Nice touch, right?
So, back to Mussa.
He arrived the next day and apologised for the wait. Hakuna Matata, matey. Turns out a Tanzanian “later” is a very long time. Longer than the relaxed Spanish “manana”.
My irritation dissolved when he explained how his truck had been broken into. Thieves stole his trek gear, one boot, a laptop, his insurance and medical paperwork, along with his ID card that showed Kili park gates he was a licenced guide.
I understand he had been a little stressed.
We were both puzzled why anyone would steal a laptop, and just the one boot.
Turns out there are assholes in Tanzania just like we get in England.
Mussa had to run some errands in order to be prepped to lead his own expedition up the mountain in 2 days time. We drive into Moshi where I learned that everyone knew Mussa. At every cafe and junction people waved and shouted greetings to him.
He explained he’d lead a pretty pronounced and energetic life in his younger days and was well-known. He said often people would start a conversation when he had no idea who they were. I suspect that he was a bit of a wild party boy. Also he used to be a race car driver. Not sure if sincere honesty or pulling my sausage. Either way he was very popular.
We ate lunch at the Union Cafe in Moshi.
Well, Mussa left me at a table outside for a while so he could run an errand.
So I sat there. Somewhat trepidatious. It was a strange but likeable town. Colourful. Noisy. Unfamiliar smells. And there was a soldier just outside the cafe with a really big gun. Though I didn’t dare try to openly take photos of him.
I concentrated on the model of the mountain.
The burger was very tasty. The bun, like a lot Moshi bread, was very sweet and doughy. I’m sure it was made from maize flour rather than wheat flour. Damn tasty all the same!
In The Sticks
Mussa said he had a bit of treat for me and we headed out of Moshi to the south of Kili.
I didn’t take many photos of Moshi town, but I caught this one on the drive out as it was really bright and colourful.
Before that we headed down a series of ragged roads away from the town centre. They became increasingly more ragged and bumpy as we went. Houses turned to unfinished shells of concrete block, and in turn they became wooden shacks.
When I thought it couldn’t get more rustic, the shacks grew more shacky, and young children, goats and chickens roamed free and barefoot. The children, not the goats or chickens. Though technically goats and chickens are barefoot all the time anyway.
We arrived at a big set of gates set in high thick walls topped with barbed wire. That last detail may have been my imagination taking once last stab at the fun side of life before the end came. The point is that despite feeling comfortable and safe in Mussa’s company, I suddenly questioned who he was.
I’d know him a total of…3 maybe 4 hours.
He worked for Pristine Trails.
But what else did he do?
Drug runner? Diamond smuggler? Organ harvester?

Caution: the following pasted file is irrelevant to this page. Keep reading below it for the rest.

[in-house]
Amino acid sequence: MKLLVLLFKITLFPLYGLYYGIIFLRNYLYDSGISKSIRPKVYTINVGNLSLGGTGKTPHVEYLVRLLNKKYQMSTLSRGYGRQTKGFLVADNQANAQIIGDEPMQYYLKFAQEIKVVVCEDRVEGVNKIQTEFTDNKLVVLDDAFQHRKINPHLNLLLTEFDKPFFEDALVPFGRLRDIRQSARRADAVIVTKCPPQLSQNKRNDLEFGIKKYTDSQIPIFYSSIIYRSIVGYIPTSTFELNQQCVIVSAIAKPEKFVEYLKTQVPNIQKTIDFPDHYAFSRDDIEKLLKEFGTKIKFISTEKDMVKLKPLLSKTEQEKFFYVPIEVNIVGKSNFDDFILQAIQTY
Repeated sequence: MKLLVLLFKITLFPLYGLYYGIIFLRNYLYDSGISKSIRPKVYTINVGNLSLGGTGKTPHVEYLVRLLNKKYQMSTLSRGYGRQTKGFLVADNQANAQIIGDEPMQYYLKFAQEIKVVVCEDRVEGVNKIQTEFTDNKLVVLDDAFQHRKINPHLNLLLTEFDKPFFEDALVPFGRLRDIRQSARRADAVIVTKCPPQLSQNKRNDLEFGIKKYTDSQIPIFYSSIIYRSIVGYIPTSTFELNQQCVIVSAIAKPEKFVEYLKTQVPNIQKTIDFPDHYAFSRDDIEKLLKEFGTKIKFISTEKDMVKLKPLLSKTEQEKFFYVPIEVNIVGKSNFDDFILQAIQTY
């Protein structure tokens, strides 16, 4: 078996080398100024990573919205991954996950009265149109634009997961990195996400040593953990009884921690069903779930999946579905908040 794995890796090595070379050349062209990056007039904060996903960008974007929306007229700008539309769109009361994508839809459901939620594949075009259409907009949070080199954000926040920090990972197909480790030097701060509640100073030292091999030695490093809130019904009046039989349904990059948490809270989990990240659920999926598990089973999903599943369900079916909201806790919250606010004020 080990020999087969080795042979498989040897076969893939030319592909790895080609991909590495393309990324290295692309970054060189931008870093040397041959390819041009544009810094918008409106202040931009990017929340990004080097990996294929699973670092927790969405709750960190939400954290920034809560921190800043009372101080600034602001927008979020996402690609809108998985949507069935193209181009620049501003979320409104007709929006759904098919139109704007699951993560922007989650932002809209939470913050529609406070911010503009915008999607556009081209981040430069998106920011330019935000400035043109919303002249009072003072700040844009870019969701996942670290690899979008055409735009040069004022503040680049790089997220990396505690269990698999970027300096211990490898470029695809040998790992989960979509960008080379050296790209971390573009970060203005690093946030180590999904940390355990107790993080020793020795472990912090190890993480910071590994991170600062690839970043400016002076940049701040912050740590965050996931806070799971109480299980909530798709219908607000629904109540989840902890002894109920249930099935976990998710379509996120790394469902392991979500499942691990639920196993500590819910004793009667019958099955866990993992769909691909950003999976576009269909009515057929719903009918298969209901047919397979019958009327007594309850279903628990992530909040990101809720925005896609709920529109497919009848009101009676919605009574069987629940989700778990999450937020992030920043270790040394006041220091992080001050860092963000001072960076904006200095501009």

He’d summited Kilimanjaro many times, and stopped counting at the 250 mark.
“For a long time the mountain was my lady,” Mussa said at Union Cafe, a whimsical, faraway look in his eye.
Small comfort to someone who’s about to die.
Right then I saw a vivid possible future where I vanished. Never to be seen again. The international news would run every story imaginable. There’d be investigations, interviews, wild theories, international concerns and new policies governing tourist safety in Africa.
I knew my doom lay beyond those heavy-duty gates.
Turns out Mussa was just dropping off lunch for a pal.
Brown trousers avoided. We moved on.
Unlike the Londorosi park gate, which is accessible after driving through hot dusty desert for a few hours from Moshi, the route Mussa took me to was the Marangu gate, less than an hours drive away and through stunning scenery.
Marangu gate is south-east of the mountain. We drove through vast banana and coffee plantations. The air became cool and the roads narrowed as we wound up the side of the mountain.
One thing struck me a peculiar about the townships around Moshi, the type of shops, or rather the regular occurrence of the same type of shops gathered together.
- Drinks shop.
- Food shop.
- Barber shop.
- Gas shop.
- Bed/sofa shop.
- Coffin shop.
Yep. All in close proximity of one another.
Not only down below, but up high on the mountain you’ll likely find a small hut to buy a drink and some scoff, the neighbour offering you a haircut, and whilst you’re there you can pick up a sofa/bed and a quick coffin.
I took a lot of video on my phone, though I haven’t got around to processing any yet. I took a GoPro Hero 4 Silver with me. Didn’t use it. I found it too small, annoying, fiddly and oddly cumbersome considering its tiny size, likely due to the selfie-stick thing I’d attached it to.
Besides, my phone took better pictures and video.
It has prompted me to buy a proper camera well before my next adventure.
The GoPro is a great piece of tech, but it didn’t suit my purposes for that sort of trip.
I wondered if I should offer advice in these posts. Nope. There are plenty of sites offering all that stuff. But one tip I do have is long before you jet off, make sure you’re very comfortable with whatever photo/video device you plan on taking to capture your adventure.
I missed a trick by not finding the right bit of kit, and whilst my smart-phone photos are okay, kind of, they’re not as a good as I’d like.
The Marangu gate is an impressive site. When I asked Mussa why Londorosi looked like a shitty knocked together in one day type of place compared to the splendour of Marangu, he said it’s because Marangu was the first established gate to the park and as such had seen time and money spent making it look good.
Take a look at the sign of rules for climbing the mountain.
It’s a very beautiful place. Tranquil and cool.
I had the same light-headed, breathless feeling at Marangu as I’d had at Morum picnic place. Mussa told me to take my time and not to rush anywhere. Being in the car I hadn’t noticed the change in elevation.
Marangu gate is at 1,870 metres above sea level.